We are experiencing terrible and destructive wildfires here in Colorado. Many people are feeling singled out – alone – confused – scared.
Are you experiencing pain, suffering, or downright evil in your life?
Are you currently asking, “Why me?”
As you reflect on your situation, here’s a story that might provide some insight…
There was this guy named Augustine who was born in 354 AD. When he was 19, he read an essay by Cicero on the meaning of “truth,” and it was then and there that he dedicated himself to pursuing such an intriguing, yet illusive notion.
During his philosophical journey, Augustine experienced a great deal of pain and suffering in his life. He went through phases of severe depression and grief. If there was really a God, why was he witnessing things that appeared contrary to his character? Truth and evil seemed irreconcilable, so Augustine kept jumping from philosophy to philosophy for many years.
In his thirties, Augustine had a supernatural experience “as if a light of relief from all anxiety flooded into [his] heart.” It was then that “all the shadows of doubt were dispelled” and he accepted God as part of his life.
Although Augustine would become a great man of faith, he continued to struggle with the pain, suffering, and evil allowed by God in the world. He wrote:
“There is nothing that even the most gifted people desire more than to finally understand how, taking into account the amount of evil in this world, one can still believe that God cares about human affairs.”
Augustine grappled with this paradox for decades. He wrote volumes on God’s nature in scripture and God’s apparent desire for humanity. In the end, he determined that God created us for a relationship with him, and that real relationships are impossible with puppets. Apparently, God wanted us to have the capacity to freely choose or reject him, and this free will gave us the capacity to choose love or hate — good or evil. Indeed, this awful tradeoff even seems to apply to nature itself…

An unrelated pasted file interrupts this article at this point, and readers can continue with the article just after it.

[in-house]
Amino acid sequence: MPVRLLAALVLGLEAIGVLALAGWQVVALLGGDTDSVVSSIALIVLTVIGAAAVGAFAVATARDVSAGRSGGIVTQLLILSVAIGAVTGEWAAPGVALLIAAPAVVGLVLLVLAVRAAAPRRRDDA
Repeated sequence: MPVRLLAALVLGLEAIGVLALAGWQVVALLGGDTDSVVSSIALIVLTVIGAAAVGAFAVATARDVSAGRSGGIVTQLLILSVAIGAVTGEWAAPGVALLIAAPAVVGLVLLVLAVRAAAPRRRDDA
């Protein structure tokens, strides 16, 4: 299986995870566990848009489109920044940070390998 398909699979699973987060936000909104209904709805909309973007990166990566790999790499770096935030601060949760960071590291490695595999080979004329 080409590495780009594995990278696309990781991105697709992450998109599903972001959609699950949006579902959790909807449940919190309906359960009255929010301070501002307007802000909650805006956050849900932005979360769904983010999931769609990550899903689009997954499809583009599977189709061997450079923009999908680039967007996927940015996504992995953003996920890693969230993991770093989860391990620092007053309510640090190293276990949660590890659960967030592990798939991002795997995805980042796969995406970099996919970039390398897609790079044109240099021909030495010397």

Before he died, Augustine concluded, “God judged it better to bring good out of evil than to suffer no evil at all.”
So, in light of terrible realities such as losing a home to a Colorado wildfire, you’re still asking “Why Me?”
Totally understandable. There’s nothing wrong with asking questions. Anselm of Canterbury once used a phrase, “fides quaerens intellectum,” which means “faith seeking understanding.” One can only seek to grow in understanding by questioning…
However, sometimes the “Why” questions can only go so far – Sometimes these religious/philosophical/emotional thoughts leave us hanging for real answers. Sometimes we need to stop and focus on the “What” and the “Who” in life.
The great thinker A.W. Tozer once shared, “When religion has said its last word, there is little that we need other than God Himself.”
Something to think about as we endure the days ahead,